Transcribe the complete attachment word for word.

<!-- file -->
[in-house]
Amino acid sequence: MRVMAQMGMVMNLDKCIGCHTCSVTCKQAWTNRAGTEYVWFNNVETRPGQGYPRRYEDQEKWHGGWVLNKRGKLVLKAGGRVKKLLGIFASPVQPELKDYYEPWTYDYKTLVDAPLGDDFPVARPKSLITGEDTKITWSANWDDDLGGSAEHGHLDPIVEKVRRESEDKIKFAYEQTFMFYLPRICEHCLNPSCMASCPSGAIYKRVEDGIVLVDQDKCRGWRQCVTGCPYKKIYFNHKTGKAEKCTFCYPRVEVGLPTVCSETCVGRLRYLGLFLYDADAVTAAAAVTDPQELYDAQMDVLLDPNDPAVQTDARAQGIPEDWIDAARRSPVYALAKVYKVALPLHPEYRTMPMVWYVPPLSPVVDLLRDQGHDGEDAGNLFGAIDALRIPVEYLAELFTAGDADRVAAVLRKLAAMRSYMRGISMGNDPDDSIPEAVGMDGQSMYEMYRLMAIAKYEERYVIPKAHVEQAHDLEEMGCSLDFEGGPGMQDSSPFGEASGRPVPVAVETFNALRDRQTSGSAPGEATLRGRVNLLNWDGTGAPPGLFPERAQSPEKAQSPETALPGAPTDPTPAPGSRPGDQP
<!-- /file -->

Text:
[in-house]
Amino acid sequence: MRVMAQMGMVMNLDKCIGCHTCSVTCKQAWTNRAGTEYVWFNNVETRPGQGYPRRYEDQEKWHGGWVLNKRGKLVLKAGGRVKKLLGIFASPVQPELKDYYEPWTYDYKTLVDAPLGDDFPVARPKSLITGEDTKITWSANWDDDLGGSAEHGHLDPIVEKVRRESEDKIKFAYEQTFMFYLPRICEHCLNPSCMASCPSGAIYKRVEDGIVLVDQDKCRGWRQCVTGCPYKKIYFNHKTGKAEKCTFCYPRVEVGLPTVCSETCVGRLRYLGLFLYDADAVTAAAAVTDPQELYDAQMDVLLDPNDPAVQTDARAQGIPEDWIDAARRSPVYALAKVYKVALPLHPEYRTMPMVWYVPPLSPVVDLLRDQGHDGEDAGNLFGAIDALRIPVEYLAELFTAGDADRVAAVLRKLAAMRSYMRGISMGNDPDDSIPEAVGMDGQSMYEMYRLMAIAKYEERYVIPKAHVEQAHDLEEMGCSLDFEGGPGMQDSSPFGEASGRPVPVAVETFNALRDRQTSGSAPGEATLRGRVNLLNWDGTGAPPGLFPERAQSPEKAQSPETALPGAPTDPTPAPGSRPGDQP